Federal civilian agencies will face billions of dollars in spending reductions if Congress doesn't rollback sequestration cuts for fiscal 2016, according to an Aug. 20 Office of Management and Budget report.
Through recent progress on three data initiatives, the United States is making progress to become a truly "data-driven government," said U.S. Chief Data Scientist DJ Patil. In an Aug. 19 post to the blog Medium, Patil reflected on half a year on the job.
In a letter to the Senate Appropriations Committee, Office of Management and Budget Director Shaun Donovan outlined "serious concerns" about funding cuts outlined in the proposed appropriations bill.
The Information Technology Industry Council's public sector division established a task force, which developed the recommendations around four disciplines: security risk management, governance and accountability, finance and procurement, and people and organizations.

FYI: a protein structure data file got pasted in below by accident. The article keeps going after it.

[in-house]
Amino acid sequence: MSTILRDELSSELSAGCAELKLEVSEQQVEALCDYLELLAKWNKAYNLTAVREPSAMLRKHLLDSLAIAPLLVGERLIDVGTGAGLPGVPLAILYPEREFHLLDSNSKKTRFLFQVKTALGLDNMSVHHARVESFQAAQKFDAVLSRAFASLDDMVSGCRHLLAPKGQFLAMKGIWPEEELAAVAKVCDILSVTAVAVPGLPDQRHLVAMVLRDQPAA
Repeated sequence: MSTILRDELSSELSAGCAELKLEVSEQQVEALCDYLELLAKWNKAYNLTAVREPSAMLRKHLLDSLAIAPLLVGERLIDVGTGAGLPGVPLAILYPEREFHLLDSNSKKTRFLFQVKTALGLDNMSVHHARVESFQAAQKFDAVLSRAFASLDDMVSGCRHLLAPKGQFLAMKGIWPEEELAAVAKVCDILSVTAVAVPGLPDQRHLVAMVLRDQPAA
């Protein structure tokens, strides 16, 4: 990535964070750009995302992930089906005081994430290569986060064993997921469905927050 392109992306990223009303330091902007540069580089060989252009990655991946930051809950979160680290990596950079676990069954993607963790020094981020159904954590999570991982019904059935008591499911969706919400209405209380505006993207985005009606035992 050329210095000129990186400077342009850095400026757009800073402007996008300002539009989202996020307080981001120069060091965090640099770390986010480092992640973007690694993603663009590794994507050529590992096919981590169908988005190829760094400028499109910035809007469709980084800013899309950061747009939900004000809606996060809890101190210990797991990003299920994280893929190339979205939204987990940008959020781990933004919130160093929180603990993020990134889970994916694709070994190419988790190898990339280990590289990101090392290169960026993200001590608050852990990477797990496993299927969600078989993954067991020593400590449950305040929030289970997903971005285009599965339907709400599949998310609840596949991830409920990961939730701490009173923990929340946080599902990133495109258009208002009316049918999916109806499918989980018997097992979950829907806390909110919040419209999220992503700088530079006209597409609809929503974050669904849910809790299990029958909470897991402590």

Federal Chief Information Officer Tony Scott wrote in a blog post that a team of more than 100 experts from across the government and private sector are reviewing federal cybersecurity policies, procedures and practices.
The Government Accountability Office offered several ways in which agencies can ensure they're reviewing performance goals properly in a new report.
Although the Office of Management and Budget and the Treasury Department have taken important steps toward implementing requirements of the Digital Accountability and Transparency Act of 2014, they have much more to do, the Comptroller General of the United States told Congress.
The Internal Revenue Service lost about 6,300 employees in three departments alone and had to delay employee background reinvestigations for nearly 25,000 workers due to budget cuts, according to a July 24 Government Accountability Office report.
According to the memo, OPM seeks agency contributions for fiscal 2015, which ends in about two months, and for fiscal years 2016 and 2017 "given the limited resources available to OPM at this time to deal with a contract of this size."
The Office of Management and Budget reported the sharpest decline in the federal deficit as a share of the gross domestic product since World War II as part of its mid-year review.